A recollection of life or, in this case, lives.
by Ruby Yang
Life is full of choices. You choose A over B and then move on with life. But let’s face it. There’s always that one choice we didn’t make that leave us wondering, what if? Would my life still be the same? This is the premise of the 2009 film Mr.Nobody. The movie centers around Nemo Nobody (Jared Leto) who, as earth’s last mortal, has just turned 118 years old. As a result, Nemo has become a human spectacle. A pseudo-celebrity. People want to know more about him, especially given the fact that there are no records indicating he ever existed in the first place. Who is he? Where is he from? And so begins Nemo Nobody’s recollection of his life.
The twist however, is that Nemo recounts three different lives, where each life is the result of the choices he makes as a child. Think of it as a mix between science fiction, drama, and Robert Frost’s “The Road not Taken.” I went into this movie knowing nothing about it aside from its title. Based off the poster—and the fact that it had been categorized as sci-fi— I assumed it was one of those futuristic space age movies.
While there are some scenes taking place in the future and in space, the majority of the movie actually takes place in the late 1980s and the early 2000s. In other words, don’t expect to see a film about some sort of experimental lab that allows people the power to live different lives. Instead the main focus is on Nemo’s romances throughout his different timelines, all which somehow leads to future Nemo who is retelling his life story. Which, of course, brings us back to the movie’s theme of choice and its subsequent results.
I’ll admit, I was at first a bit put off by the intertwining love stories, but as the movie progressed, and I got used to the movie’s non-linear format, I grew invested in each different timeline. While I knew it was still Nemo, I almost felt as if these were the stories of different characters.
I suppose that’s partly due to the cinematography, as each timeline is associated with its own style and color scheme. And as the movie seamlessly jumps from one timeline to the next, I found myself unconsciously labeling each Nemo as a different person in order to keep myself from getting confused. The movie, after all, is 2 hours long and it’s easy to lose patience half an hour into the movie, wondering what the heck Nemo’s lovers have to do with anything. Hint: pretty much everything and nothing at the same time. Confused? As frustrating as it sounds, I believe this is the film’s intention. We are not meant to understand everything right away. It is as if you are watching the events unfold in real time—that you are seeing the memories straight from Nemo’s mind as he is trying to piece everything together.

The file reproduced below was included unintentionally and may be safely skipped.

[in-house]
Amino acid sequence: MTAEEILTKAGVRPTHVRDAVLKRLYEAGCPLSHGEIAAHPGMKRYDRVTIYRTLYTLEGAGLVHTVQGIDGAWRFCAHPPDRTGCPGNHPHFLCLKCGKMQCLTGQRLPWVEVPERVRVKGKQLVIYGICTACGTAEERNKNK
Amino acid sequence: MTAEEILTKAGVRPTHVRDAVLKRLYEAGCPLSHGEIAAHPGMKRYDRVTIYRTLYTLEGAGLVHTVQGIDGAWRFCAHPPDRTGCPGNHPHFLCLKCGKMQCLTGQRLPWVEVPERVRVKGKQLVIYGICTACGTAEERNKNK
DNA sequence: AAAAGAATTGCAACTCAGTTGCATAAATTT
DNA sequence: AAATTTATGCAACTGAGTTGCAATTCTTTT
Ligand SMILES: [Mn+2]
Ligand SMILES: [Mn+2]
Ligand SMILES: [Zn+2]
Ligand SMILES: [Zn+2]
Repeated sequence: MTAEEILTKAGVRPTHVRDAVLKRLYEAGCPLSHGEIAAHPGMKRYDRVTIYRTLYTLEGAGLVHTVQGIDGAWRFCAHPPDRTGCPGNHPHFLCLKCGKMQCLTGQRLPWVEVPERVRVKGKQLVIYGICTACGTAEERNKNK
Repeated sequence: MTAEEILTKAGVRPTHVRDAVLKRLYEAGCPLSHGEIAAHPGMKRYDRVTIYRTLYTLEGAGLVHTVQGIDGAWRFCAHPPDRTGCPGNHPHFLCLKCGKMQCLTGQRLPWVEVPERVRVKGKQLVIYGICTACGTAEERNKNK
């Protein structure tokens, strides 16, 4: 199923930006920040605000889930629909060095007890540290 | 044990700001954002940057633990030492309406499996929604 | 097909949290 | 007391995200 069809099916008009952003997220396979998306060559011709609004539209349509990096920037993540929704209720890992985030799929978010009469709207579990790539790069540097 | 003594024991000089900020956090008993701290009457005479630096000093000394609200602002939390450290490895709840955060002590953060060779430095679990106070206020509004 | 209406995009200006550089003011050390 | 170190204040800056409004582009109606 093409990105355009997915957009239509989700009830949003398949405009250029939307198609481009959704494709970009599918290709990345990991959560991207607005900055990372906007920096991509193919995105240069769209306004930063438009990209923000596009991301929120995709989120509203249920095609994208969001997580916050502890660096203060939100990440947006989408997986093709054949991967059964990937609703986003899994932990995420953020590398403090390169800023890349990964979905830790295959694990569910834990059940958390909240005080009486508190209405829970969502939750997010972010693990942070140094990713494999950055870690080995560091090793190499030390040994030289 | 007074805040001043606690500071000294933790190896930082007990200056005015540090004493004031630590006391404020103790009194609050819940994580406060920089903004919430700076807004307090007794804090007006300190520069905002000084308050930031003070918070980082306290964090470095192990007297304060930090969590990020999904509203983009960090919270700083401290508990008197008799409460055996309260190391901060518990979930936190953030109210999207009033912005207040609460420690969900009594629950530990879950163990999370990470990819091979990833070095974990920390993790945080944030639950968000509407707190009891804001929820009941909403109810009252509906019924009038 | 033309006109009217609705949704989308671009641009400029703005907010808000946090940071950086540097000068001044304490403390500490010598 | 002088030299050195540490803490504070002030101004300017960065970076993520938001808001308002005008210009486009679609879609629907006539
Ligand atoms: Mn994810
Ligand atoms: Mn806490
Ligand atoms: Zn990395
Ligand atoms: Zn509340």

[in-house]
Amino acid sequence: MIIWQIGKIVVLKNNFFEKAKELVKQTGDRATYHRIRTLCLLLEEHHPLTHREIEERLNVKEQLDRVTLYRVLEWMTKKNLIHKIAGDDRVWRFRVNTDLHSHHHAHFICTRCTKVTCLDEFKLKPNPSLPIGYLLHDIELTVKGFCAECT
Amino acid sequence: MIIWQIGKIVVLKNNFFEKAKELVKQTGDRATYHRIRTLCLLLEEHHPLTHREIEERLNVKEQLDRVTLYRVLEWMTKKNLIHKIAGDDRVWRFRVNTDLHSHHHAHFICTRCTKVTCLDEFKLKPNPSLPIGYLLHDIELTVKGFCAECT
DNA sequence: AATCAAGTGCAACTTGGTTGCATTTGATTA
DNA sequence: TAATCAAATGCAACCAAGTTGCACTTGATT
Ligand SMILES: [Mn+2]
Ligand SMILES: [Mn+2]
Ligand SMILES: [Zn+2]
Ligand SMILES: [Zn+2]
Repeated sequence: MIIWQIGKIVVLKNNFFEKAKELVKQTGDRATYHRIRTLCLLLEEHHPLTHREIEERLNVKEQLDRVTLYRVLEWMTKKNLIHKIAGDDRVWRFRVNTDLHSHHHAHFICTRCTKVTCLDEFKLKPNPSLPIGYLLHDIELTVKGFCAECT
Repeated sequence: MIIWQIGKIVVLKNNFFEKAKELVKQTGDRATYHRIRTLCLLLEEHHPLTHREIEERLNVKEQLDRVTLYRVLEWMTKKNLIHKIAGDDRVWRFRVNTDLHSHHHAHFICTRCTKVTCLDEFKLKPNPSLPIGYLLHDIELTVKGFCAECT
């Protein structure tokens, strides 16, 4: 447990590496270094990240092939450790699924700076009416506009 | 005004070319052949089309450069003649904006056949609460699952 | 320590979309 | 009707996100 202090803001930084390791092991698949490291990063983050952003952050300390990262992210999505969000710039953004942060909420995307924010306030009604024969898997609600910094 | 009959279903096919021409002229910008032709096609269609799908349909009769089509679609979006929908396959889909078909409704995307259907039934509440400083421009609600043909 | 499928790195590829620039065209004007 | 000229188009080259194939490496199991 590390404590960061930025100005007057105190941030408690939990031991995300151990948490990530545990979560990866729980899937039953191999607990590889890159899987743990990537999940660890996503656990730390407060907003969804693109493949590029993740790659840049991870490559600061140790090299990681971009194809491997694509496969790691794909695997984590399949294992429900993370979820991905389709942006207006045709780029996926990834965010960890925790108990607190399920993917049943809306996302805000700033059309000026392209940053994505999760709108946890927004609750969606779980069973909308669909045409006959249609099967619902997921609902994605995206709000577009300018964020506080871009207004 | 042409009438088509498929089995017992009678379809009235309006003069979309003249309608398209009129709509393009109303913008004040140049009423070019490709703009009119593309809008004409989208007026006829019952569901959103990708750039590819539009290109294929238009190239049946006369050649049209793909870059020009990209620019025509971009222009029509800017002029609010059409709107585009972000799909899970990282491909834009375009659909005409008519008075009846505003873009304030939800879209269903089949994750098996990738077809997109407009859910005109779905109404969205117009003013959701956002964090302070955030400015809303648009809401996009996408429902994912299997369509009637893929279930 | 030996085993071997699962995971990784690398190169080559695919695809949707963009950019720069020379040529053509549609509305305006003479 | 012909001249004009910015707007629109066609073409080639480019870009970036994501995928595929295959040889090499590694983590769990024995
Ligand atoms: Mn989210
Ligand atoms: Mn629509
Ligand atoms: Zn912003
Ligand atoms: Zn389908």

At the same time, as the viewer, we are trying to figure out which life is the real one. After all, how is it possible for a single man to have led three different lives at the same time? If you’re thinking that this movie sounds like a complicated mess, don’t let the non-linear format and altering timelines deter you from watching this movie. From the cinematography to the music, the film is beautifully done and the storyline, while a bit hard to digest at first, is mesmerizing. The movie, with all its stories, takes you through the many outcomes of one man’s life—from the happy to the sad—and ultimately leaves you with a different outlook on life. Overall, I thoroughly enjoyed the film despite the fact it was nothing like I had imagined it would be. Instead, what I got was a film that was not only visually pleasing, but thought provoking as well. In short, if you’re looking for a mindless movie to put on, Mr.Nobody, probably isn’t the best choice. The film will seem to drag on and can be a bit boring due to its lack of action. But if you’re looking for a movie with a profound message that will leave you thinking, and you’ve got two hours to spare, you should definitely give Mr.Nobody a watch.